Is this freelance life for me?
So, the WFA life was possible – and we mooted the idea of going pro. I was keen, but the other members were creating careers in teaching and building, and a freelance lifestyle was not for them. I succumbed to the peer thinking and soldiered on. No pun intended, but I literally did just that – for around a year later I joined the RNZ Army, following in my Father’s footsteps in homage to his foray into military service in his youth.
The Army – literally, Working From Anywhere
Talk about WFA! A fantastic experience, great leveler and an opportunity to build resilience – and it’s a great life if you are happy in an institution. Although I praise the military daily for teaching me confidence and the ability to touch type (military communication specialist role), for the ambitious, upwardly mobile soldier, it didn’t always come across as a particularly responsive organisation.
My first real inkling that perhaps my days in the army were numbered came when a careers officer, a Lt. Colonel from Defence Headquarters, came around the units to talk with soldiers about their career paths. As a recently promoted Lance Corporal (read ‘second rung from bottom’) I jumped at the chance. Sitting across from him, he peered over his glasses and asked “So, Corporal Ward, why are YOU here?”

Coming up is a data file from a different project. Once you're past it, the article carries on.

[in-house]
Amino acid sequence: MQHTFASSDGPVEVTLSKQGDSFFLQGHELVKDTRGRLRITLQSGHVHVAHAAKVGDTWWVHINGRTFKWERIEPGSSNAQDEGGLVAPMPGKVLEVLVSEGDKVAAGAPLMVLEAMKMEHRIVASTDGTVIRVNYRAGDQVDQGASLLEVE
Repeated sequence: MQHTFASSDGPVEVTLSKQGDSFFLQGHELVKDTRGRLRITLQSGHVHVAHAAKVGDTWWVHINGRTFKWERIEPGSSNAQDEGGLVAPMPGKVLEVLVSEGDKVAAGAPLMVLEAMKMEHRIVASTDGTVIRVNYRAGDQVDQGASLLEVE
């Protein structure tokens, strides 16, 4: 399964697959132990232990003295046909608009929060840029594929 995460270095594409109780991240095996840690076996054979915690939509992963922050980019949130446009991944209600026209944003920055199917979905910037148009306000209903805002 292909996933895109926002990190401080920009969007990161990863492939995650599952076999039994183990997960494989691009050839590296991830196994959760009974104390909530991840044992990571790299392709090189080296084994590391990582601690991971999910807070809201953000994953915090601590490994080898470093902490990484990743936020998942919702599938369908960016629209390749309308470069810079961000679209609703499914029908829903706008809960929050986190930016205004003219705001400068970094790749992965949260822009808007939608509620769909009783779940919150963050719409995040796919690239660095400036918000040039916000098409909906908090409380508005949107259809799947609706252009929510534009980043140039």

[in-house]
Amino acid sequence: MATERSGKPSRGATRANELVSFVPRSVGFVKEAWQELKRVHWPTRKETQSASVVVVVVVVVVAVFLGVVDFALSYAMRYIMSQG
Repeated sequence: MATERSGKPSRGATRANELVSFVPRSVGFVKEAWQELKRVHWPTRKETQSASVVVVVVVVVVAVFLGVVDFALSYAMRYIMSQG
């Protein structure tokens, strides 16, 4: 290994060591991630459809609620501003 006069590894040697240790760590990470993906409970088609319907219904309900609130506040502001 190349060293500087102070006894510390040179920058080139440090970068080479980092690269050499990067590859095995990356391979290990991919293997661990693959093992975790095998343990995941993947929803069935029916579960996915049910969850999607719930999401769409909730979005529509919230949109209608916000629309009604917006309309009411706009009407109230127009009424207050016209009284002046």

“I’d like to talk to you about my career…” I responded.
“Hmmmph. You don’t HAVE a career until you’re at least a Sergeant…” he sneered, and began leafing through my personnel file. The rest of the interview was a blur – it was only his first words that remained with me throughout the sitting.
I was incensed! Here was a motivated soldier, quite possibly the most motivated person he was seeing that day, and he simply showed disdain for the fact I was thinking further ahead than most. I expected leadership from the military, yet more often than not, I found ‘military leadership’ was often another phrase for ‘length of time spent in the service’ – and as I travelled through life, I found the same often applied to many other sectors, industries and organisations.
Life lesson? Leadership has little to do with tenure. And nobody cares about your life or career as much as you. Nobody is going to give it to you. If you want it, go out and get it.
One door closes, another opens…
so that was the start of my disillusionment with army life, so soon after, following four years service to my country, I was back on civvy street, a plane ticket in my hand, ready to fly to Europe. It would be another four years before I set foot back in New Zealand
Coming up: Synchronicity, or how the Universe works in strange ways; What do you do when challenged to a duel in Turkey?; and if you dream it, you can achieve it: signed to a record company in England.
© Greg Ward 2016
Andy spends his time away from the computer cycling or hiking up mountains or catching a wave on his SUP.